Carried interest tax treatment: Green Book proposed changes

On May 28, 2021, the Biden administration released its fiscal year 2022 budget. Detailed descriptions of the Administration’s tax proposals were provided in the Treasury Green Book.

As part of their proposals, the administration addressed the beneficial treatment of “Carried Interest” in current tax legislation, which allows partnership profit interests received in exchange for services provided to receive a share of long-term capital gains which are taxed at reduced rates.

Rationale for the Changes

In the Green Book, the Administration argues that a partnership interest received in exchange for the performance of services is, in essence, a form of compensation and the resulting income should be treated as such. The “carried interest loophole,” which has provided favorable tax treatment to managers of private equity and investment funds, has long been viewed as an unfair advantage for these taxpayers.

Proposed Changes

The Green Book proposes that a partner’s share of income in an “investment services partnership interest” (ISPI) would be taxed as ordinary income and subject to self-employment tax, regardless of the character of income at the partnership level, if the partner’s taxable income from all sources exceeds $400,000. The sale of an ISPI would also be treated as ordinary income, rather than capital gains, to further avoid preferential tax treatment.

The Green Book defines an ISPI as a profits interest held by a person providing services to the investment partnership. An investment partnership is defined as one with substantially investment-type assets (certain securities, real estate, interests in partnerships, commodities, cash or cash-equivalents, and derivative contracts), if more than half of the partnership’s capital is from partners for which the interest would not constitute a trade or business.

Proposed Exceptions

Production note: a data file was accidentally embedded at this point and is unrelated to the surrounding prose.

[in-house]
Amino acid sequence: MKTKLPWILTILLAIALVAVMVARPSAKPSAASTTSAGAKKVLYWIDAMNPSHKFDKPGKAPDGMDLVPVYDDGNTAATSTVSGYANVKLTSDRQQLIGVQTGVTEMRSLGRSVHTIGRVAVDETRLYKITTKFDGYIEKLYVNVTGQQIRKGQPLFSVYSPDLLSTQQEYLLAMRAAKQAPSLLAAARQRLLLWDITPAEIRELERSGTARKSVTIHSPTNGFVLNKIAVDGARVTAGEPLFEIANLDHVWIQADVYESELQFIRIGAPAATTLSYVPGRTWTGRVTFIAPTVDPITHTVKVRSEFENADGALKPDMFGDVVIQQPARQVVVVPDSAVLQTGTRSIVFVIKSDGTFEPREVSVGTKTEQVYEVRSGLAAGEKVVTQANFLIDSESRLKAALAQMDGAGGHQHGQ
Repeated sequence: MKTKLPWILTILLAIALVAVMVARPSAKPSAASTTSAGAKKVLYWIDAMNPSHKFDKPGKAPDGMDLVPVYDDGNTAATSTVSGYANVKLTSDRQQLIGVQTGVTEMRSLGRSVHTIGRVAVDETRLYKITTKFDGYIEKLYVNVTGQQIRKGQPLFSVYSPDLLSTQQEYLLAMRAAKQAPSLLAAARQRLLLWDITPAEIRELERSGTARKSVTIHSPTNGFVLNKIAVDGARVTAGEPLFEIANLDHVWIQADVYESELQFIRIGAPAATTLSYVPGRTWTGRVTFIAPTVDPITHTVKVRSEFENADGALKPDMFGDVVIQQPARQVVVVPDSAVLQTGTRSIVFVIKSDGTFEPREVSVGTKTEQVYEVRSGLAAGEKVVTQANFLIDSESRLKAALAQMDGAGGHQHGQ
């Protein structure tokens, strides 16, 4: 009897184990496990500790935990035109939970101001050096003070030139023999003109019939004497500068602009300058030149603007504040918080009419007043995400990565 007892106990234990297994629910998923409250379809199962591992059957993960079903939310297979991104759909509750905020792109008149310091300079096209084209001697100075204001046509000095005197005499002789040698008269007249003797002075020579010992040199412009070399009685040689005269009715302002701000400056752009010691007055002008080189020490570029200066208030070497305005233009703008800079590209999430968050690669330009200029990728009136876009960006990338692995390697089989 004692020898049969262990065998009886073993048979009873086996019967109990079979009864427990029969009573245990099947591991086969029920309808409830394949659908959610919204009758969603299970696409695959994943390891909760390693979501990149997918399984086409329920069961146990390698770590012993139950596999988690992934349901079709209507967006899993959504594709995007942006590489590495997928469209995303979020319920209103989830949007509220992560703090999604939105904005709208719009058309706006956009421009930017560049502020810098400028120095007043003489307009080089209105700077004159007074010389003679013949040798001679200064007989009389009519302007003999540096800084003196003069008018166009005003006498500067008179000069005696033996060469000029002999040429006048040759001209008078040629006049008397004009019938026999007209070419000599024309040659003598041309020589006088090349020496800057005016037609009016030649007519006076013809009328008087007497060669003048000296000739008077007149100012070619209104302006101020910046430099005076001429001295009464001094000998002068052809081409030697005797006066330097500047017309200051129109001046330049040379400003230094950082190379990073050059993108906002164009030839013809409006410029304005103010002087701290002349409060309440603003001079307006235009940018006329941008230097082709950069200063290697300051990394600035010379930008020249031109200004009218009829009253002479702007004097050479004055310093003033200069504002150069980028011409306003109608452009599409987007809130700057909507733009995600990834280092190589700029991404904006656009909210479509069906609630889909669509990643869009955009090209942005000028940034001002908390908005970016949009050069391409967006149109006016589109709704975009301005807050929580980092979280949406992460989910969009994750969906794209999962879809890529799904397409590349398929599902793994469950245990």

• Capital (Invested) Interest Exception – If the carried interest partner contributed capital (not through a loan from the partnership or a partner) and is allocated income to their invested capital, commensurate with allocations to the capital contributed by the other partners, then income attributable to the carried interest partner’s invested capital will not be recharacterized.
  • Trade or Business Exception – If 50%, or more, of the capital contributed to a partnership is from partners that hold the partnership interest in connection with a trade or business, then these rules would not apply to the partnership.

The Green Book also includes an anti-abuse rule for “disqualified interests” which are convertible/contingent debt instruments, options, or any derivative instrument received by a person performing services for the partnership. In essence, this prevents carried interest arrangements with other instruments besides partnership interests.

The proposed changes would be effective for taxable years beginning after December 31st, 2021.

Mazars’ Insight

The proposed changes would significantly affect fund managers and employees of private equity firms that use current carried interest rules for additional performance compensation at favorable tax rates. Based on the proposed rules, there are planning opportunities available such as structuring the investment company’s capital contributions in a manner which would be considered part of the “trade or business” of the partners, or including carried interest partners directly into operating partnerships instead of in investment partnerships.

Please contact your Mazars professional for additional information.

Published on June 9, 2021

Authored by Alexander DeRienzo and Joel Unger